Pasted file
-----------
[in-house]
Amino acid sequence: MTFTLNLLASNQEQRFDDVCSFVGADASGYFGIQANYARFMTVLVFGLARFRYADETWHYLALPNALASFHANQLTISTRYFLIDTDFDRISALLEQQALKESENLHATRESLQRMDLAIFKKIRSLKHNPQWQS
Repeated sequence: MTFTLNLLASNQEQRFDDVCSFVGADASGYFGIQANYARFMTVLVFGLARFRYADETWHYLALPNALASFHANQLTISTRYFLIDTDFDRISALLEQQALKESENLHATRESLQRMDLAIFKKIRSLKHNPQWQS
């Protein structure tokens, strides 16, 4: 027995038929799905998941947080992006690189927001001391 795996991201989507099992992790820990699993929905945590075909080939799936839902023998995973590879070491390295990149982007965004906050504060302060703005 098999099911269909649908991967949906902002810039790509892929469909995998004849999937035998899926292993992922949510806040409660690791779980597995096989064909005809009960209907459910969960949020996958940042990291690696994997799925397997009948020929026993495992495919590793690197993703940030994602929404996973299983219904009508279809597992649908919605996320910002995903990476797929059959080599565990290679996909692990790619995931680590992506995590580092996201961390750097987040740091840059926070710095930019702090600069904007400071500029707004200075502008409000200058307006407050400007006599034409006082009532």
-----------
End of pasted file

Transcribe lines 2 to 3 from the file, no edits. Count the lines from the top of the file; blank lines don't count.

Amino acid sequence: MTFTLNLLASNQEQRFDDVCSFVGADASGYFGIQANYARFMTVLVFGLARFRYADETWHYLALPNALASFHANQLTISTRYFLIDTDFDRISALLEQQALKESENLHATRESLQRMDLAIFKKIRSLKHNPQWQS
Repeated sequence: MTFTLNLLASNQEQRFDDVCSFVGADASGYFGIQANYARFMTVLVFGLARFRYADETWHYLALPNALASFHANQLTISTRYFLIDTDFDRISALLEQQALKESENLHATRESLQRMDLAIFKKIRSLKHNPQWQS